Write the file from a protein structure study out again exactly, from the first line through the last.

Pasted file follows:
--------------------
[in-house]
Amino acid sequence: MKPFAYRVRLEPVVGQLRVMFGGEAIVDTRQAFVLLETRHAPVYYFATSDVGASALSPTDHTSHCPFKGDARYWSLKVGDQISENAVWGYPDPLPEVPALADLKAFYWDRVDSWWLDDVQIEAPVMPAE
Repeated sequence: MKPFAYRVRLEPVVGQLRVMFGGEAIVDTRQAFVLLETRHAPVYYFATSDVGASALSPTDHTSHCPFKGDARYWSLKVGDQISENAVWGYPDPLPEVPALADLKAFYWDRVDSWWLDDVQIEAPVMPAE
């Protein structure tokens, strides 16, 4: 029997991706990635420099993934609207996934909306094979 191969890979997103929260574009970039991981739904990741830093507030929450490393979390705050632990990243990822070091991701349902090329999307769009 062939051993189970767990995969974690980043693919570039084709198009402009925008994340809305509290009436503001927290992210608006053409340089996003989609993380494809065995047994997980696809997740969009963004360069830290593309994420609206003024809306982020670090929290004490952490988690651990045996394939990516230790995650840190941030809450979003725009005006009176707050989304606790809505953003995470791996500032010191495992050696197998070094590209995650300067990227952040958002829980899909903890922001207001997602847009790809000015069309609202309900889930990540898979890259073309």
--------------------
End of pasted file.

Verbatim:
[in-house]
Amino acid sequence: MKPFAYRVRLEPVVGQLRVMFGGEAIVDTRQAFVLLETRHAPVYYFATSDVGASALSPTDHTSHCPFKGDARYWSLKVGDQISENAVWGYPDPLPEVPALADLKAFYWDRVDSWWLDDVQIEAPVMPAE
Repeated sequence: MKPFAYRVRLEPVVGQLRVMFGGEAIVDTRQAFVLLETRHAPVYYFATSDVGASALSPTDHTSHCPFKGDARYWSLKVGDQISENAVWGYPDPLPEVPALADLKAFYWDRVDSWWLDDVQIEAPVMPAE
């Protein structure tokens, strides 16, 4: 029997991706990635420099993934609207996934909306094979 191969890979997103929260574009970039991981739904990741830093507030929450490393979390705050632990990243990822070091991701349902090329999307769009 062939051993189970767990995969974690980043693919570039084709198009402009925008994340809305509290009436503001927290992210608006053409340089996003989609993380494809065995047994997980696809997740969009963004360069830290593309994420609206003024809306982020670090929290004490952490988690651990045996394939990516230790995650840190941030809450979003725009005006009176707050989304606790809505953003995470791996500032010191495992050696197998070094590209995650300067990227952040958002829980899909903890922001207001997602847009790809000015069309609202309900889930990540898979890259073309």